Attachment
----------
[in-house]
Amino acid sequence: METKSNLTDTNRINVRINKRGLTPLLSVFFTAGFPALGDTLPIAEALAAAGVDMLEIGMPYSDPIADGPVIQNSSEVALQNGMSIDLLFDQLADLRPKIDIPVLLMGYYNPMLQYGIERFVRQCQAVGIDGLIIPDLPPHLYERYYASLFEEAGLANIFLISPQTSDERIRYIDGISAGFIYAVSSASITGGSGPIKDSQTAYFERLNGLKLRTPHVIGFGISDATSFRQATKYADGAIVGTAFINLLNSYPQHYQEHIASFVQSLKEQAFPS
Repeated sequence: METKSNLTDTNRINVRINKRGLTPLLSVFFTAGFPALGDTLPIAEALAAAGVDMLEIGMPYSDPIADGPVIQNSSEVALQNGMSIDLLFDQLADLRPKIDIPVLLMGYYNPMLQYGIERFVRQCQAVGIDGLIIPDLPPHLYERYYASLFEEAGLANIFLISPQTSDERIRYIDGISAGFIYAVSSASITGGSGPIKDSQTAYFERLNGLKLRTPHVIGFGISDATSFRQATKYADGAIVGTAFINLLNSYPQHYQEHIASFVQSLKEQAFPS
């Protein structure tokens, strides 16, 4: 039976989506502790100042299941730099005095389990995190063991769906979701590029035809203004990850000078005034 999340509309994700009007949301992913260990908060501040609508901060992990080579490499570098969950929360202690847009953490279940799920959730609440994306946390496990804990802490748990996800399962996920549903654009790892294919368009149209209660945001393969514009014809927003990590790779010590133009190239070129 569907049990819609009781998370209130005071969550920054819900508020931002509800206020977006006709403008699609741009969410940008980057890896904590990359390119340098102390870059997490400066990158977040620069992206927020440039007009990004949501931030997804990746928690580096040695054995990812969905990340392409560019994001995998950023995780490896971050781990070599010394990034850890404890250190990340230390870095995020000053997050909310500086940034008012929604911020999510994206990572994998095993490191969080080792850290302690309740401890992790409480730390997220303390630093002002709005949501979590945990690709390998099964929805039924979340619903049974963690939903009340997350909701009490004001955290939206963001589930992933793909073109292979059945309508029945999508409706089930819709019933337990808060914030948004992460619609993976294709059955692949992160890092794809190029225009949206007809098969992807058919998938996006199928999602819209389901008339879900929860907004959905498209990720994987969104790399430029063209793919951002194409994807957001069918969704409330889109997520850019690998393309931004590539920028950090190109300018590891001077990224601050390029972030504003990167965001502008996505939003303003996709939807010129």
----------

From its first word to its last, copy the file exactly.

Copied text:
[in-house]
Amino acid sequence: METKSNLTDTNRINVRINKRGLTPLLSVFFTAGFPALGDTLPIAEALAAAGVDMLEIGMPYSDPIADGPVIQNSSEVALQNGMSIDLLFDQLADLRPKIDIPVLLMGYYNPMLQYGIERFVRQCQAVGIDGLIIPDLPPHLYERYYASLFEEAGLANIFLISPQTSDERIRYIDGISAGFIYAVSSASITGGSGPIKDSQTAYFERLNGLKLRTPHVIGFGISDATSFRQATKYADGAIVGTAFINLLNSYPQHYQEHIASFVQSLKEQAFPS
Repeated sequence: METKSNLTDTNRINVRINKRGLTPLLSVFFTAGFPALGDTLPIAEALAAAGVDMLEIGMPYSDPIADGPVIQNSSEVALQNGMSIDLLFDQLADLRPKIDIPVLLMGYYNPMLQYGIERFVRQCQAVGIDGLIIPDLPPHLYERYYASLFEEAGLANIFLISPQTSDERIRYIDGISAGFIYAVSSASITGGSGPIKDSQTAYFERLNGLKLRTPHVIGFGISDATSFRQATKYADGAIVGTAFINLLNSYPQHYQEHIASFVQSLKEQAFPS
């Protein structure tokens, strides 16, 4: 039976989506502790100042299941730099005095389990995190063991769906979701590029035809203004990850000078005034 999340509309994700009007949301992913260990908060501040609508901060992990080579490499570098969950929360202690847009953490279940799920959730609440994306946390496990804990802490748990996800399962996920549903654009790892294919368009149209209660945001393969514009014809927003990590790779010590133009190239070129 569907049990819609009781998370209130005071969550920054819900508020931002509800206020977006006709403008699609741009969410940008980057890896904590990359390119340098102390870059997490400066990158977040620069992206927020440039007009990004949501931030997804990746928690580096040695054995990812969905990340392409560019994001995998950023995780490896971050781990070599010394990034850890404890250190990340230390870095995020000053997050909310500086940034008012929604911020999510994206990572994998095993490191969080080792850290302690309740401890992790409480730390997220303390630093002002709005949501979590945990690709390998099964929805039924979340619903049974963690939903009340997350909701009490004001955290939206963001589930992933793909073109292979059945309508029945999508409706089930819709019933337990808060914030948004992460619609993976294709059955692949992160890092794809190029225009949206007809098969992807058919998938996006199928999602819209389901008339879900929860907004959905498209990720994987969104790399430029063209793919951002194409994807957001069918969704409330889109997520850019690998393309931004590539920028950090190109300018590891001077990224601050390029972030504003990167965001502008996505939003303003996709939807010129």